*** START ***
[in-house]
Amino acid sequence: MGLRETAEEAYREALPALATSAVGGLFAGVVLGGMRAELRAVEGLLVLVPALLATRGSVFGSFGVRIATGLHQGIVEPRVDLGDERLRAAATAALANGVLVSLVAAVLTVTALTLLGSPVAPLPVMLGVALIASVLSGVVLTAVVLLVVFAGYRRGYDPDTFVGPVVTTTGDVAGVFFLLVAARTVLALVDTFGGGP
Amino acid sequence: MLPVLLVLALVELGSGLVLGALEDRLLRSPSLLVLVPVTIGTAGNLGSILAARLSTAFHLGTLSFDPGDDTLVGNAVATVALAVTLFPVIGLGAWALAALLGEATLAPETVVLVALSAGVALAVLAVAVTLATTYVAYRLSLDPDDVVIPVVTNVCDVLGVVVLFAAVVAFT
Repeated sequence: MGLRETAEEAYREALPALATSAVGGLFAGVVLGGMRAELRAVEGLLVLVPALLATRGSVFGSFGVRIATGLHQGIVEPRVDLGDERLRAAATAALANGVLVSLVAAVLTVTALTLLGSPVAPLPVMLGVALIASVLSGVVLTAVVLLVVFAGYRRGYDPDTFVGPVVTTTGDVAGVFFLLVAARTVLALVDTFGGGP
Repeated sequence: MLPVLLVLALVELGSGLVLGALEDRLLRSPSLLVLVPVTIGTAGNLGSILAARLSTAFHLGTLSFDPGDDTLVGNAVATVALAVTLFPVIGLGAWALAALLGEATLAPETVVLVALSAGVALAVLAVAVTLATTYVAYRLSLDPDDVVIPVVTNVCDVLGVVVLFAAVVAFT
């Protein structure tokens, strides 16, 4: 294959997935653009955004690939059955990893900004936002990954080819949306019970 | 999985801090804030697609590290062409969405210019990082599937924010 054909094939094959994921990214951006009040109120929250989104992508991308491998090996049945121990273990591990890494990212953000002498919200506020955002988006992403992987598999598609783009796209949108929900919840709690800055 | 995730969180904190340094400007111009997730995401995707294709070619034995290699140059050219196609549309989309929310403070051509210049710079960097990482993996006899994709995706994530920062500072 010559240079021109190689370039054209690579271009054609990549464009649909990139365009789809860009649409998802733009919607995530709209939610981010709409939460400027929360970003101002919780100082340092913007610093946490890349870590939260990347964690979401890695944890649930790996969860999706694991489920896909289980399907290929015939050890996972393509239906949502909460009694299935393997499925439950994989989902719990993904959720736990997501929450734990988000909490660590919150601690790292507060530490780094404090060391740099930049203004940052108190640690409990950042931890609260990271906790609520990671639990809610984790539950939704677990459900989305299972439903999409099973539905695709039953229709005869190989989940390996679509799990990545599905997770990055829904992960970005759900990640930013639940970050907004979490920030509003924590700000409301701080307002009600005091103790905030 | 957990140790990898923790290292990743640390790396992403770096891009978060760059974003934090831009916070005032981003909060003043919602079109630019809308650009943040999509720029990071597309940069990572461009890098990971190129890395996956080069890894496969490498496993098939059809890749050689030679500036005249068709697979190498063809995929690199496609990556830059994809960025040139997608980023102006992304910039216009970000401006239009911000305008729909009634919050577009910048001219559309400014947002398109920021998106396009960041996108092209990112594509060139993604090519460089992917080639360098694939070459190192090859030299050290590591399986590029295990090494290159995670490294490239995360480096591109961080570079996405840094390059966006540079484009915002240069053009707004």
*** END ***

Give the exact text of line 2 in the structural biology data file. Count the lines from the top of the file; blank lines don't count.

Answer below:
Amino acid sequence: MGLRETAEEAYREALPALATSAVGGLFAGVVLGGMRAELRAVEGLLVLVPALLATRGSVFGSFGVRIATGLHQGIVEPRVDLGDERLRAAATAALANGVLVSLVAAVLTVTALTLLGSPVAPLPVMLGVALIASVLSGVVLTAVVLLVVFAGYRRGYDPDTFVGPVVTTTGDVAGVFFLLVAARTVLALVDTFGGGP